... since [the Emperor] had all the resources to gain the knowledge he didn't have (which is apparently the only defending argument), yet he was in a rush to conquer a galaxy that could have survived the extra 10 minutes it would have took to bring himself up to speed on whats going on down there.
Genuine question: how?
I'm not trying to condemn Angron's warriors for possibly attacking--I already pointed out that they would have done so only due to their implants. Thus, that's no issue. The rest of your argument is said paragraph falls apart, though, when you consider that no other Primarch or Primarch's faction (go figure, none of them were implanted with chips that had them go from zero to KILL!!! in less than a second) felt the need to attack on sight.
If Khan is a clone than so are many of the Primarchs. Hell, the whole Horus Heresy is roughly Lucifer's Fall from the Bible.
I never claimed otherwise!
What I stated, consistently, was that every other Primarch nonetheless had more depth and development. And that is true. Name me one other Primarch that is so tied in to one culture. Guilliman comes close, but at least he summons TWO cultures and isn't named "Gaius Octavian". Corax even borrows lines from the poet whose works he lifted his name off of, but at least his Legion don't dress like 19th century Americans, and his range of activities goes beyond the poetry of Poe.
Even Vulkan, who has been as invisible as Khan, has more depth since:
1. He and his society are no a virtual photocopy of an existing culture, and
2. He's not named after the second most famous warlord from said existing culture.
My problem is that you're calling him a copypasta without him actually making an appearance, his Legion a ripoff without having a book or two to give the readers a better insight to their character, and that you're disregarding the few facts and implications that exist for no reason whatsoever. A fair approach would be "There isn't much written about him or his Legion, so I withold judgement, but what little there we know about them sounds promising". And thats what I'm missing.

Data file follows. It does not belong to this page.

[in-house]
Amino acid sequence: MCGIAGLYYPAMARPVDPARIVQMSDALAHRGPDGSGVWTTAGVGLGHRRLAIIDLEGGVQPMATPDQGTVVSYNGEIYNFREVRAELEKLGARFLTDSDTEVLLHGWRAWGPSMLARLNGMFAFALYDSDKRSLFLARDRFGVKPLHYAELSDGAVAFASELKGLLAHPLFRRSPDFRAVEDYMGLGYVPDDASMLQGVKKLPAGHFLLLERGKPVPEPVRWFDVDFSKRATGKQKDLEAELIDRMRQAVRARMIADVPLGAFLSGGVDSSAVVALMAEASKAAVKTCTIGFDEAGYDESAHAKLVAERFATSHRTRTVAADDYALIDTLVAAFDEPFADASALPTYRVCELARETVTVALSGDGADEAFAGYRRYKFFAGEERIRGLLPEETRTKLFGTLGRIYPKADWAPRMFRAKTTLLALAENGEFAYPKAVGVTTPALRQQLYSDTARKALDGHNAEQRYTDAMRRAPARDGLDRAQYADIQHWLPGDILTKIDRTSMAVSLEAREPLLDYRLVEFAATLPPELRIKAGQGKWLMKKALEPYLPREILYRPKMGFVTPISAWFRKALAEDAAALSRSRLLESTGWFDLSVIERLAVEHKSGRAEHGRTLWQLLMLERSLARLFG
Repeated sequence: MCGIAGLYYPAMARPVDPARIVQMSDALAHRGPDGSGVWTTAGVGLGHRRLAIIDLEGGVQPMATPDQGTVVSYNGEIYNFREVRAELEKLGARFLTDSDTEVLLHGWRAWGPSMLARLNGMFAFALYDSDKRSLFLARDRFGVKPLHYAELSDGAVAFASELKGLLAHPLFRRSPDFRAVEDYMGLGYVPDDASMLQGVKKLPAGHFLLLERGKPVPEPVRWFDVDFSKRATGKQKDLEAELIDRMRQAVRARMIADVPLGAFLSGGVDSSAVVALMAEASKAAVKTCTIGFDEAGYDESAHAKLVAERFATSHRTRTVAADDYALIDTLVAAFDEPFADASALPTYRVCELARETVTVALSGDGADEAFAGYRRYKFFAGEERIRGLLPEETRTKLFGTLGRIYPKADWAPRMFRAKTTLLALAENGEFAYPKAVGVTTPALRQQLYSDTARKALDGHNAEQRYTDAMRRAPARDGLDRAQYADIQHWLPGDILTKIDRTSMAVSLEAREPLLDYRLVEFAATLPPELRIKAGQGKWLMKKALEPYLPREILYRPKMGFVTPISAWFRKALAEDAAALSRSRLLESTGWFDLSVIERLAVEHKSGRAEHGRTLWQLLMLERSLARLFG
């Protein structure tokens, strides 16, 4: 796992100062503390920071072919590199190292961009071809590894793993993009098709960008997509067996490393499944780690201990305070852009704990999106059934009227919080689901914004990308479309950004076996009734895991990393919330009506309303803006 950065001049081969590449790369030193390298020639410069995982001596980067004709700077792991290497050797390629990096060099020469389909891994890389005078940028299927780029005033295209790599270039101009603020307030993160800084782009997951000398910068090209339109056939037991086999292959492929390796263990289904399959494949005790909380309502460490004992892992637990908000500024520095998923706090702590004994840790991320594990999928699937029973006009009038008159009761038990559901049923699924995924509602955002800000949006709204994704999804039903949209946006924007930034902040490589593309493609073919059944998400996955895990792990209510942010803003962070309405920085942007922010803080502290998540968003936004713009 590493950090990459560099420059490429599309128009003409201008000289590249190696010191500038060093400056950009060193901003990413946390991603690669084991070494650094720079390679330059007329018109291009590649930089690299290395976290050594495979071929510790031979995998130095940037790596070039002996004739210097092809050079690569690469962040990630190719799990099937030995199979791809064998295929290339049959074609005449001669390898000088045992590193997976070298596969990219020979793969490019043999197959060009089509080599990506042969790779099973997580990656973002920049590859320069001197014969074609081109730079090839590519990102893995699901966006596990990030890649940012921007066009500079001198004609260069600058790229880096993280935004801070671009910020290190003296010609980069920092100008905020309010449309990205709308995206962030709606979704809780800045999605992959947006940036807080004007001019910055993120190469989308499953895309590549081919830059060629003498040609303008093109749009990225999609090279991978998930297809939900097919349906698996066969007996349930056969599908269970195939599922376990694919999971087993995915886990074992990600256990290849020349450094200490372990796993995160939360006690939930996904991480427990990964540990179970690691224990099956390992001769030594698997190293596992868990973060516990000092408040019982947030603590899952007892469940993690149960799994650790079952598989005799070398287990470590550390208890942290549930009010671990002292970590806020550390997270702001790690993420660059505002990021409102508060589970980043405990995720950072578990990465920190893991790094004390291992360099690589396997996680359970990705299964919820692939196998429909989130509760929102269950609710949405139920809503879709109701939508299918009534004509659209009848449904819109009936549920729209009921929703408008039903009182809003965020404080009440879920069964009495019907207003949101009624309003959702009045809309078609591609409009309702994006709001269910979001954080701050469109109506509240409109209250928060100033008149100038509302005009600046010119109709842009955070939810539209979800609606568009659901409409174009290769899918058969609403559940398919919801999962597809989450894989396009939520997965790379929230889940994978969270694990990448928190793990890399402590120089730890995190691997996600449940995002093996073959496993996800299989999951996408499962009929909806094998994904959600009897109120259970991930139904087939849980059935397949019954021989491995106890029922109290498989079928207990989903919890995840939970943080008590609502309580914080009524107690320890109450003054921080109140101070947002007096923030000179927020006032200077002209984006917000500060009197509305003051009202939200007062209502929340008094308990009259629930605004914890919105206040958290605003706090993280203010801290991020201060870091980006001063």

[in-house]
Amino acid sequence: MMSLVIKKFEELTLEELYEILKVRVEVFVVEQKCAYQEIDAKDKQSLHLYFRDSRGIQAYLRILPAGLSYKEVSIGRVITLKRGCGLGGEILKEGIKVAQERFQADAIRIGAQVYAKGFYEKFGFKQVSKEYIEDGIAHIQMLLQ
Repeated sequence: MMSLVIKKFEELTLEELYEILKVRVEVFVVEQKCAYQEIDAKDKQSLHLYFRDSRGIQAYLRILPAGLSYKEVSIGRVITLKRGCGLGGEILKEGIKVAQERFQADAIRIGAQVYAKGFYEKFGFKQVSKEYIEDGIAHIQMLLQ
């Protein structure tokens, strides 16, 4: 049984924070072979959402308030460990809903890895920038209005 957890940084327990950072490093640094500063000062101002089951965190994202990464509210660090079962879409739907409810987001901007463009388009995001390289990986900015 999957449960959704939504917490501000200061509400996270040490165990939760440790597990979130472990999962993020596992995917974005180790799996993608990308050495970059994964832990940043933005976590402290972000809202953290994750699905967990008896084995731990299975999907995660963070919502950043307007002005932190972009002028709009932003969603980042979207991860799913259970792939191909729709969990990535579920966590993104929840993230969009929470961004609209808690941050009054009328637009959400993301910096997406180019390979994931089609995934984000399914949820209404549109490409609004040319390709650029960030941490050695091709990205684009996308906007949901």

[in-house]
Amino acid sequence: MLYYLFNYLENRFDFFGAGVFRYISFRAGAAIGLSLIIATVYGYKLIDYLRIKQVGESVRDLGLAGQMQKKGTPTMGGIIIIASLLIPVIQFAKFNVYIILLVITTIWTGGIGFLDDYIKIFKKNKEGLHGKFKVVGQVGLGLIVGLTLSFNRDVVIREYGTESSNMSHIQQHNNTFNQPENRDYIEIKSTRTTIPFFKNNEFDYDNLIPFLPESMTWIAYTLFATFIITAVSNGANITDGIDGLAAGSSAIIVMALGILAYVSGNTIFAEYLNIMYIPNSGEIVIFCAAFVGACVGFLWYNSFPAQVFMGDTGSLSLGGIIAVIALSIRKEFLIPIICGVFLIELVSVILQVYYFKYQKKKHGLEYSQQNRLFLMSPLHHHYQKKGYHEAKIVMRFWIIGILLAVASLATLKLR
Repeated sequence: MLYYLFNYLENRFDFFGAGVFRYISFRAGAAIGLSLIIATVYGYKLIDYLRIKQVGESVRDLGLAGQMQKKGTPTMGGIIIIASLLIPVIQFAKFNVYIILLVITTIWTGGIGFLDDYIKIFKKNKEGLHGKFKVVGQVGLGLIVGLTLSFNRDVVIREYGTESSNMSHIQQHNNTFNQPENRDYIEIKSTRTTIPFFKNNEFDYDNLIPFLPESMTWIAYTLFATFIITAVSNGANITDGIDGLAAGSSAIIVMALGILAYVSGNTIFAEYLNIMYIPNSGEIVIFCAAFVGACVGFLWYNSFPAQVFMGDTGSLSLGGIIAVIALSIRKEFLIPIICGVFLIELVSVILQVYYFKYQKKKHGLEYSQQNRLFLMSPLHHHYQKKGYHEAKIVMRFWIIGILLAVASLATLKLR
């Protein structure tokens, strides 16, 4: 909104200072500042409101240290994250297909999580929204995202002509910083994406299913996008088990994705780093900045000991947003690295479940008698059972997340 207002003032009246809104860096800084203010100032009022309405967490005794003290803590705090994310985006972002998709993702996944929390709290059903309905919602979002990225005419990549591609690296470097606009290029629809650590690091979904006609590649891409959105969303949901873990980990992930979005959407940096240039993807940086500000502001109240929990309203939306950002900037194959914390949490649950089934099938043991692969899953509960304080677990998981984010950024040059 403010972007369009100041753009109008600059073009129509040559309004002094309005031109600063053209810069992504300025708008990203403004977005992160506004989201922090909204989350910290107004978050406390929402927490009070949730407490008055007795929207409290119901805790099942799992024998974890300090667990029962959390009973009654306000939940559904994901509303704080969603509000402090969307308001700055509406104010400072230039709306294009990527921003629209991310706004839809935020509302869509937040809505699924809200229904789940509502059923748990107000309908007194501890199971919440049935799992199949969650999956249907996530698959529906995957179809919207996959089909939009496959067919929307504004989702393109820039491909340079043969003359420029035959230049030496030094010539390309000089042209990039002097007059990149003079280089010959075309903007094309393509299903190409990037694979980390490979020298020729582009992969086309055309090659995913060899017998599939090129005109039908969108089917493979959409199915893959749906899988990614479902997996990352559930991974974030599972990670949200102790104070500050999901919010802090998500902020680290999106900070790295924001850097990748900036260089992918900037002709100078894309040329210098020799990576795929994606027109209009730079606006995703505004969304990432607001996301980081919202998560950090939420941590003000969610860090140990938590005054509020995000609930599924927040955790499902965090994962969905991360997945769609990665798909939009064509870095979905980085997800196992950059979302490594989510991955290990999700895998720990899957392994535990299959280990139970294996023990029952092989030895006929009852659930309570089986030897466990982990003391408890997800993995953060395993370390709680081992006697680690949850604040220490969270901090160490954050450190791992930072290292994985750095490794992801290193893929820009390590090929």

First of all, the onus is on the AUTHOR to provide proper character depth and development. I am absolutely in no way required to like a character that has neither, besides direct dies to a historic culture and leader.
You are absolutely within your rights to like the fact that a fictional army is based on said things, and to look forward to the day when they do get books. But that in no way objectively prevents me from saying that I don't have to like a character that lacks any depth or development.
Again, it's the author's responsibility to do this. Period. They, for a variety of reasons, have chose NOT to do this in the 20+ years that this game has been about and the 15+ years that books, articles, and all sorts of other fluff were written about the various First Founding Chapters.
Furthermore, I absolutely stated that my view may very well change if and when the Khan and his White Scars receive the proper attention. For right now, though, I don't think it's either bizarre or unfair that I enjoy those Legions and Primarchs I can actually read something about more so than those that there's next to nothing on.
You do realise that this is a contradiction? You dismiss the deeds of a fictional character who is yet to get a book or short story written about him, yet you praise a set of fictional characters who have? Sounds exactly what I said: childish and unfair.
It's neither a contradiction, nor is it childish and/or unfair.